In a taped interview with a foreign journalist in August 2001, Beillin affirmed that he initiates negotiations with the Palestinians on all levels even though he knows that that “there is no talk of peace” in the Arab society and that “there are no peace activists among the Palestinians”.

Beillin blames this state of affairs on the current political system of the PA. Nevertheless, Beillin believes that it is possible to simply overlook this fact, and it in no way stands in the way of his tireless efforts to continue with his peace initiatives together with Avraham Burg, who is among the founders and activists of ECF as well as Foreign Minister Shimon Peres.

At times, says Beillin, the work is done by himself and Burg while at other times they work in coordination with Peres.

EU sources confirm that Peres has advised the EU to fund ECF projects.

Beillin estimates that “it is unrealistic to wait for a cease fire in order to begin political negotiations”. Beillin goes further and openly states that he does not want the Labor government to wait for a cease fire and that he will continue to negotiate with the Palestinians even during continuous Palestinian terror attacks against Israel.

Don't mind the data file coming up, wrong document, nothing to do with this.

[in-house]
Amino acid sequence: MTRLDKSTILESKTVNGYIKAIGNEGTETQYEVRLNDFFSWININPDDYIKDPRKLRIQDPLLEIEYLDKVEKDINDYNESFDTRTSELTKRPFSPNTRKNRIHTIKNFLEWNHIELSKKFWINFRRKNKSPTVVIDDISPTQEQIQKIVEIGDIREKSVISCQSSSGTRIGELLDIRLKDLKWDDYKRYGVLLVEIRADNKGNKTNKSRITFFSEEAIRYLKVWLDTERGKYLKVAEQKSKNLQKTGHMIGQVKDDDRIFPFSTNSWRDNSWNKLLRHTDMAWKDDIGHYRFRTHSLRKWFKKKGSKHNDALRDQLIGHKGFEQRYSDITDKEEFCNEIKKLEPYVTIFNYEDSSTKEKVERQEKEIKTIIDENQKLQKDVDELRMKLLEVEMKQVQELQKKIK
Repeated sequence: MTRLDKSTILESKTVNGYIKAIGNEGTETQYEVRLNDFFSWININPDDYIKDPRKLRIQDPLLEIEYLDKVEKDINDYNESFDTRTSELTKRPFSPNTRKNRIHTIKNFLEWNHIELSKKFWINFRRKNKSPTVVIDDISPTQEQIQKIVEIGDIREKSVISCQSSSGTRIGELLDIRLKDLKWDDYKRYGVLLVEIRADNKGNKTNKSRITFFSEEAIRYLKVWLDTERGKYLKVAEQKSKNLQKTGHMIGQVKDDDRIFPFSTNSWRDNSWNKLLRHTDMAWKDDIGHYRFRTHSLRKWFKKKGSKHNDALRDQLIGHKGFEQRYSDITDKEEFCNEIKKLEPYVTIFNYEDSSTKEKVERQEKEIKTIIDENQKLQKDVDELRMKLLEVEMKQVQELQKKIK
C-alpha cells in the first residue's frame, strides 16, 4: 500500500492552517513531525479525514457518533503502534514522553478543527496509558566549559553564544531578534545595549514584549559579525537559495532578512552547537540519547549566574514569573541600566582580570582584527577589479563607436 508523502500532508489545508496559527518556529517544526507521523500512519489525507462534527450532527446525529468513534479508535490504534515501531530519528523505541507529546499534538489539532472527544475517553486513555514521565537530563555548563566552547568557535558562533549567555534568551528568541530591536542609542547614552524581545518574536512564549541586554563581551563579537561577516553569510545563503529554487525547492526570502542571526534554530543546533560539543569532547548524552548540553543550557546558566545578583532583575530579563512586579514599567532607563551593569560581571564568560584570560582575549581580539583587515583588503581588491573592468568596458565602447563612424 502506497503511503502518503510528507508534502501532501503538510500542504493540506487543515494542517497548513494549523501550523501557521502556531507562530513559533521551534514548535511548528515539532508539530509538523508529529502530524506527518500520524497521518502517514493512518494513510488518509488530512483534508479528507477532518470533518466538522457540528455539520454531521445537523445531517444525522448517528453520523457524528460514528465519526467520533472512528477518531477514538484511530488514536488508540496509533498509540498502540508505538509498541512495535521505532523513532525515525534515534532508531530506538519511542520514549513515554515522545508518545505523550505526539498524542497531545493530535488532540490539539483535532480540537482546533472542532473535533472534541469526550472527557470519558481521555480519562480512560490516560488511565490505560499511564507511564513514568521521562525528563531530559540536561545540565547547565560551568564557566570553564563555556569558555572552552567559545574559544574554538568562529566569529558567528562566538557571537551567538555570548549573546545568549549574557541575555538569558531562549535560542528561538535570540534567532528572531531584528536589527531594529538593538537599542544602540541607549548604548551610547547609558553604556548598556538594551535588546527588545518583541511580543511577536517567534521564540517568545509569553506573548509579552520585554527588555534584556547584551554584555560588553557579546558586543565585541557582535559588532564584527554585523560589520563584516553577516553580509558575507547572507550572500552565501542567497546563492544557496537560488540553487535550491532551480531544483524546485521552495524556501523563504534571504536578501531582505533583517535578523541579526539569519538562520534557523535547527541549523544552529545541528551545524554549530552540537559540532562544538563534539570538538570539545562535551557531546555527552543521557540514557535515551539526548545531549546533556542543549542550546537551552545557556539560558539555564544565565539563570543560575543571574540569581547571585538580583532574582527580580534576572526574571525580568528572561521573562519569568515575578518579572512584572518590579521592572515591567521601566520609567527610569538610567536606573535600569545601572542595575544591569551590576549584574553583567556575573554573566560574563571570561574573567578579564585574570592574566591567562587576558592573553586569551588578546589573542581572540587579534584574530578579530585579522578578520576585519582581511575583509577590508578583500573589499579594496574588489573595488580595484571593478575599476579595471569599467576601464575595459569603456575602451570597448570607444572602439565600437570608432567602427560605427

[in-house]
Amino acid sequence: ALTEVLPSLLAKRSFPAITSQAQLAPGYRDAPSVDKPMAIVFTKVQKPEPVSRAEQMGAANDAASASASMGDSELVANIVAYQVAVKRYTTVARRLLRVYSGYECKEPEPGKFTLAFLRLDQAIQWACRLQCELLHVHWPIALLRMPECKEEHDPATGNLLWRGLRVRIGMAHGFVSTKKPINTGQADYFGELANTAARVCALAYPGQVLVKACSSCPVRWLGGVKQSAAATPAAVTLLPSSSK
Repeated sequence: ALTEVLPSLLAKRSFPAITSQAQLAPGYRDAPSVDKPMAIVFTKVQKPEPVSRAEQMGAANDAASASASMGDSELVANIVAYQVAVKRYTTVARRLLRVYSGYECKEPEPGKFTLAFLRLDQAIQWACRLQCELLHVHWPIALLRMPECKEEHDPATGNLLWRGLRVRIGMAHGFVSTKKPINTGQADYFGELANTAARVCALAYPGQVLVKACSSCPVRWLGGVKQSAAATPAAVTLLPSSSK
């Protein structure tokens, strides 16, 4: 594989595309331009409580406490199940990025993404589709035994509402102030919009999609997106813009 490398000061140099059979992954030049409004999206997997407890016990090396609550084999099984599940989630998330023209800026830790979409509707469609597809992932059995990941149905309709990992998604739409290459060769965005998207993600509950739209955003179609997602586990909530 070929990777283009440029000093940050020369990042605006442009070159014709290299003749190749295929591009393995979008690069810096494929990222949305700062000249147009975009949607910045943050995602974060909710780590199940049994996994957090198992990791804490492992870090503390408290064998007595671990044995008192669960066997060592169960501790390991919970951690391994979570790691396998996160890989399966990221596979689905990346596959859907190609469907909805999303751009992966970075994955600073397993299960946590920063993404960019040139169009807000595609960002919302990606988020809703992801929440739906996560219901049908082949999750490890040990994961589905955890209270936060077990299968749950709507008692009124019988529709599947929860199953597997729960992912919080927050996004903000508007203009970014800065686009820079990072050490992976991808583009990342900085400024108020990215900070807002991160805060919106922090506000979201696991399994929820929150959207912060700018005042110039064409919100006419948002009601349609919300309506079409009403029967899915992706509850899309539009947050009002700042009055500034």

According to Beillin, the most important thing for him at this time is a return to the negotiating table. He states that the Israeli government’s policy not to negotiate under fire “is irrelevant” to him.

When asked what he would do in the scenario of Arafat forming a coalition with the Hamas and the Islamic jihad, Beillin states that this form of government would be an artificial one and might raise certain difficulties, but “will certainly not prevent me from continued cooperation with the PLO and the PA.”

In effect, the ECF is preparing background in all the areas of negotiations that the government of Israel is unwilling to deal with.